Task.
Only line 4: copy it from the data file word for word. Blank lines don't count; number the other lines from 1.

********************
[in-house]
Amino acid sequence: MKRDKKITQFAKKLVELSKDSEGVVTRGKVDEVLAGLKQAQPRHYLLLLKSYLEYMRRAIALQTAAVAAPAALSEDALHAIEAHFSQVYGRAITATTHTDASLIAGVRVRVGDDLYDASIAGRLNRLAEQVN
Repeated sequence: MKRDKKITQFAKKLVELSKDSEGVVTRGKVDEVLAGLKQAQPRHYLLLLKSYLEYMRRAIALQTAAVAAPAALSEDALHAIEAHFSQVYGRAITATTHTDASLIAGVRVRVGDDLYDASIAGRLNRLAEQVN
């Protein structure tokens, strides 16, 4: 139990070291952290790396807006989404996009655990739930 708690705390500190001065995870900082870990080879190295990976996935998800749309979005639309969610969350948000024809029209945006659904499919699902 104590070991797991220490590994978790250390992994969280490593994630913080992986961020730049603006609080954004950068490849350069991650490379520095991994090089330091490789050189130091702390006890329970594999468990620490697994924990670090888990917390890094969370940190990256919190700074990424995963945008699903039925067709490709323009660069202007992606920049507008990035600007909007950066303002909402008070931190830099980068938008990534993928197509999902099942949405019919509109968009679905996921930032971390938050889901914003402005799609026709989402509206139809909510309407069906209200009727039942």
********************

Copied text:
């Protein structure tokens, strides 16, 4: 139990070291952290790396807006989404996009655990739930 708690705390500190001065995870900082870990080879190295990976996935998800749309979005639309969610969350948000024809029209945006659904499919699902 104590070991797991220490590994978790250390992994969280490593994630913080992986961020730049603006609080954004950068490849350069991650490379520095991994090089330091490789050189130091702390006890329970594999468990620490697994924990670090888990917390890094969370940190990256919190700074990424995963945008699903039925067709490709323009660069202007992606920049507008990035600007909007950066303002909402008070931190830099980068938008990534993928197509999902099942949405019919509109968009679905996921930032971390938050889901914003402005799609026709989402509206139809909510309407069906209200009727039942």